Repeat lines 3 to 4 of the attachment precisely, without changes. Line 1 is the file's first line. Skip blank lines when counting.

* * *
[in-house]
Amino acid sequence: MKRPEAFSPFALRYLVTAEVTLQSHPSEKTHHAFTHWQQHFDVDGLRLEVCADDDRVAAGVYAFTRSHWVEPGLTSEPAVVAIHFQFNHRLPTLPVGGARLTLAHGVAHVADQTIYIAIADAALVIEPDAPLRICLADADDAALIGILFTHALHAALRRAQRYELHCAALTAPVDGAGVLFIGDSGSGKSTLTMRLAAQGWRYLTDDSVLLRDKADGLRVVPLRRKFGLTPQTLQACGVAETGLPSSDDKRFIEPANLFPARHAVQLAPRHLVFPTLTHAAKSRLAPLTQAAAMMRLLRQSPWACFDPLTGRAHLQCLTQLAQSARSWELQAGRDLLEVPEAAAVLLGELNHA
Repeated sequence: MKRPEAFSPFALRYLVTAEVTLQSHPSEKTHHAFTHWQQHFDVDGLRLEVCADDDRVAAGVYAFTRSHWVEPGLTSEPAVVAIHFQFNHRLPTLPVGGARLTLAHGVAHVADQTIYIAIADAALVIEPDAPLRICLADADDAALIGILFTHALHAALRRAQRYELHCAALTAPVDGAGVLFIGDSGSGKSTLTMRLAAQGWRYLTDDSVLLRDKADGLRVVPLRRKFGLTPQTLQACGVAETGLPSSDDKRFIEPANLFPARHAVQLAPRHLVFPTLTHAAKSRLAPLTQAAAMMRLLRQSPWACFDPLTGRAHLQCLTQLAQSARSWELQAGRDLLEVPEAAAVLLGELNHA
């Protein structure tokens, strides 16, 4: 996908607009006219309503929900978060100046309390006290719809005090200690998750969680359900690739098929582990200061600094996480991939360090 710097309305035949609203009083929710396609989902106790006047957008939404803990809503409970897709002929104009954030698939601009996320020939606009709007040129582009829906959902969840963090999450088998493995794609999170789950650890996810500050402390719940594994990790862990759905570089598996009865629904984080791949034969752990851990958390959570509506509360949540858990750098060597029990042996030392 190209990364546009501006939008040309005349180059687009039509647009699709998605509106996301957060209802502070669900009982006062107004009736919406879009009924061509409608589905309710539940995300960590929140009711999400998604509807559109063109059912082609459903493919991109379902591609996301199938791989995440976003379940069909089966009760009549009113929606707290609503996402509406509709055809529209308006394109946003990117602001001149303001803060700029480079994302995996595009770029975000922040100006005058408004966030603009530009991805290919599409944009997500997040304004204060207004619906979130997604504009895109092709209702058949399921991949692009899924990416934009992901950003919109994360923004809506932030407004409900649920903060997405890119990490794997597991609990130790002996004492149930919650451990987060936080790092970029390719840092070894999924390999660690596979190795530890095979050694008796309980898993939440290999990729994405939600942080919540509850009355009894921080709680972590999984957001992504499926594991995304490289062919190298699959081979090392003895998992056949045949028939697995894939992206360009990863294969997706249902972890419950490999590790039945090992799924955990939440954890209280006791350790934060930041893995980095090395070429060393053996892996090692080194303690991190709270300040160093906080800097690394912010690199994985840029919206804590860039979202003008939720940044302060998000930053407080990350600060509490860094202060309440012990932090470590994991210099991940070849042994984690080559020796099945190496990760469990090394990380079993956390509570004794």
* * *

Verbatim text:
Repeated sequence: MKRPEAFSPFALRYLVTAEVTLQSHPSEKTHHAFTHWQQHFDVDGLRLEVCADDDRVAAGVYAFTRSHWVEPGLTSEPAVVAIHFQFNHRLPTLPVGGARLTLAHGVAHVADQTIYIAIADAALVIEPDAPLRICLADADDAALIGILFTHALHAALRRAQRYELHCAALTAPVDGAGVLFIGDSGSGKSTLTMRLAAQGWRYLTDDSVLLRDKADGLRVVPLRRKFGLTPQTLQACGVAETGLPSSDDKRFIEPANLFPARHAVQLAPRHLVFPTLTHAAKSRLAPLTQAAAMMRLLRQSPWACFDPLTGRAHLQCLTQLAQSARSWELQAGRDLLEVPEAAAVLLGELNHA
């Protein structure tokens, strides 16, 4: 996908607009006219309503929900978060100046309390006290719809005090200690998750969680359900690739098929582990200061600094996480991939360090 710097309305035949609203009083929710396609989902106790006047957008939404803990809503409970897709002929104009954030698939601009996320020939606009709007040129582009829906959902969840963090999450088998493995794609999170789950650890996810500050402390719940594994990790862990759905570089598996009865629904984080791949034969752990851990958390959570509506509360949540858990750098060597029990042996030392 190209990364546009501006939008040309005349180059687009039509647009699709998605509106996301957060209802502070669900009982006062107004009736919406879009009924061509409608589905309710539940995300960590929140009711999400998604509807559109063109059912082609459903493919991109379902591609996301199938791989995440976003379940069909089966009760009549009113929606707290609503996402509406509709055809529209308006394109946003990117602001001149303001803060700029480079994302995996595009770029975000922040100006005058408004966030603009530009991805290919599409944009997500997040304004204060207004619906979130997604504009895109092709209702058949399921991949692009899924990416934009992901950003919109994360923004809506932030407004409900649920903060997405890119990490794997597991609990130790002996004492149930919650451990987060936080790092970029390719840092070894999924390999660690596979190795530890095979050694008796309980898993939440290999990729994405939600942080919540509850009355009894921080709680972590999984957001992504499926594991995304490289062919190298699959081979090392003895998992056949045949028939697995894939992206360009990863294969997706249902972890419950490999590790039945090992799924955990939440954890209280006791350790934060930041893995980095090395070429060393053996892996090692080194303690991190709270300040160093906080800097690394912010690199994985840029919206804590860039979202003008939720940044302060998000930053407080990350600060509490860094202060309440012990932090470590994991210099991940070849042994984690080559020796099945190496990760469990090394990380079993956390509570004794």